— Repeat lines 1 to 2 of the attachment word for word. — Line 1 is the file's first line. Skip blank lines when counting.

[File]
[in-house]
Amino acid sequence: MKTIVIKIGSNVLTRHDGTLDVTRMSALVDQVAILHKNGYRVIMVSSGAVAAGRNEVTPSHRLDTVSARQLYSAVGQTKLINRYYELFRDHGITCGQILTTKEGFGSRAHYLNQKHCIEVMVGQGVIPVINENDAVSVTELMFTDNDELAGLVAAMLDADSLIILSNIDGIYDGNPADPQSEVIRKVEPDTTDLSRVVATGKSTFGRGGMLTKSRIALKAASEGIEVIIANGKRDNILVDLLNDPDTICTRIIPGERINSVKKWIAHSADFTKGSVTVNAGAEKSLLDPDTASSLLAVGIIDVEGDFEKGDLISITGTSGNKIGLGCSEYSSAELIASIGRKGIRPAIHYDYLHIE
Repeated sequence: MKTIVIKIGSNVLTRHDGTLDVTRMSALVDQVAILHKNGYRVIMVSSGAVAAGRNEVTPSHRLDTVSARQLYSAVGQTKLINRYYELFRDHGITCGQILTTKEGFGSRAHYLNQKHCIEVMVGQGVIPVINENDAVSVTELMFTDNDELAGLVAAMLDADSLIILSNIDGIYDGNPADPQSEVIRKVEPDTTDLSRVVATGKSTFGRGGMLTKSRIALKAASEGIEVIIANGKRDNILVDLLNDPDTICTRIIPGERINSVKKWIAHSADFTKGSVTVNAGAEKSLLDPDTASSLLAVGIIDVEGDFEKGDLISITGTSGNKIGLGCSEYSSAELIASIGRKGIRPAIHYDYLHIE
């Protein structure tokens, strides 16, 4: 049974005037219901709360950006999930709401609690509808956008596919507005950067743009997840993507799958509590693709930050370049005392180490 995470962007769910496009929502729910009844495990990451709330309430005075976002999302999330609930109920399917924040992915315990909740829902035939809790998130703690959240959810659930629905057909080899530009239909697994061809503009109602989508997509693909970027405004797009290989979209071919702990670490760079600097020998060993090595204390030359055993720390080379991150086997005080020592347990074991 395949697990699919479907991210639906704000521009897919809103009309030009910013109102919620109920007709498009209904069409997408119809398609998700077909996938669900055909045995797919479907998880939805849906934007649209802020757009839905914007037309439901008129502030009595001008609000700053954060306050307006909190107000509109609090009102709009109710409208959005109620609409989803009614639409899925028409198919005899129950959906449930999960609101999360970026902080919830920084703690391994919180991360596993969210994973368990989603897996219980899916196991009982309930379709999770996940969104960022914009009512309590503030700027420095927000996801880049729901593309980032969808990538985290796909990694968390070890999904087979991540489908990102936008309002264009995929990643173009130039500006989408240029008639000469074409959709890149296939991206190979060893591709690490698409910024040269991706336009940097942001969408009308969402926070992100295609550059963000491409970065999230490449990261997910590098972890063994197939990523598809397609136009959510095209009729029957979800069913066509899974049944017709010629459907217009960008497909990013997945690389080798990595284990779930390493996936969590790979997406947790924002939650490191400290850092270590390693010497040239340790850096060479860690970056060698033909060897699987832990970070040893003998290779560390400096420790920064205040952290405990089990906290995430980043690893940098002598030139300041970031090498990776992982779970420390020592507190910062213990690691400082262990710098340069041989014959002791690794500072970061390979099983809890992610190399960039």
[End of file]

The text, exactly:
[in-house]
Amino acid sequence: MKTIVIKIGSNVLTRHDGTLDVTRMSALVDQVAILHKNGYRVIMVSSGAVAAGRNEVTPSHRLDTVSARQLYSAVGQTKLINRYYELFRDHGITCGQILTTKEGFGSRAHYLNQKHCIEVMVGQGVIPVINENDAVSVTELMFTDNDELAGLVAAMLDADSLIILSNIDGIYDGNPADPQSEVIRKVEPDTTDLSRVVATGKSTFGRGGMLTKSRIALKAASEGIEVIIANGKRDNILVDLLNDPDTICTRIIPGERINSVKKWIAHSADFTKGSVTVNAGAEKSLLDPDTASSLLAVGIIDVEGDFEKGDLISITGTSGNKIGLGCSEYSSAELIASIGRKGIRPAIHYDYLHIE